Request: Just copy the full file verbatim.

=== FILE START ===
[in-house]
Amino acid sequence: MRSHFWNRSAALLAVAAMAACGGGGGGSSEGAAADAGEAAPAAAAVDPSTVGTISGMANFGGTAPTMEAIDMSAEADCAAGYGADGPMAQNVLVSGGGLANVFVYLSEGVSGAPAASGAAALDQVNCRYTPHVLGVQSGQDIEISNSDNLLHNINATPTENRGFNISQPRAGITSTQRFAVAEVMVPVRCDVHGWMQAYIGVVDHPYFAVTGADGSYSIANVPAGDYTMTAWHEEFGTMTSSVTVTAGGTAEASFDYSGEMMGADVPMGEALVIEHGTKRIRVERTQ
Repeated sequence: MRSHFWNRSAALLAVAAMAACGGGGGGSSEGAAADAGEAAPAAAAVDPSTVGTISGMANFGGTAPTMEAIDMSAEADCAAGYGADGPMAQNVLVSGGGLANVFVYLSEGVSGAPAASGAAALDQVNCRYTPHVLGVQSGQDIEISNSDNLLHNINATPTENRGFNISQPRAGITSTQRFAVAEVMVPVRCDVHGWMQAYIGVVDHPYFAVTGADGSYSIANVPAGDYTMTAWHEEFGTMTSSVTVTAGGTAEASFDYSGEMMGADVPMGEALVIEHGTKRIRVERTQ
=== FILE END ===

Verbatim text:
[in-house]
Amino acid sequence: MRSHFWNRSAALLAVAAMAACGGGGGGSSEGAAADAGEAAPAAAAVDPSTVGTISGMANFGGTAPTMEAIDMSAEADCAAGYGADGPMAQNVLVSGGGLANVFVYLSEGVSGAPAASGAAALDQVNCRYTPHVLGVQSGQDIEISNSDNLLHNINATPTENRGFNISQPRAGITSTQRFAVAEVMVPVRCDVHGWMQAYIGVVDHPYFAVTGADGSYSIANVPAGDYTMTAWHEEFGTMTSSVTVTAGGTAEASFDYSGEMMGADVPMGEALVIEHGTKRIRVERTQ
Repeated sequence: MRSHFWNRSAALLAVAAMAACGGGGGGSSEGAAADAGEAAPAAAAVDPSTVGTISGMANFGGTAPTMEAIDMSAEADCAAGYGADGPMAQNVLVSGGGLANVFVYLSEGVSGAPAASGAAALDQVNCRYTPHVLGVQSGQDIEISNSDNLLHNINATPTENRGFNISQPRAGITSTQRFAVAEVMVPVRCDVHGWMQAYIGVVDHPYFAVTGADGSYSIANVPAGDYTMTAWHEEFGTMTSSVTVTAGGTAEASFDYSGEMMGADVPMGEALVIEHGTKRIRVERTQ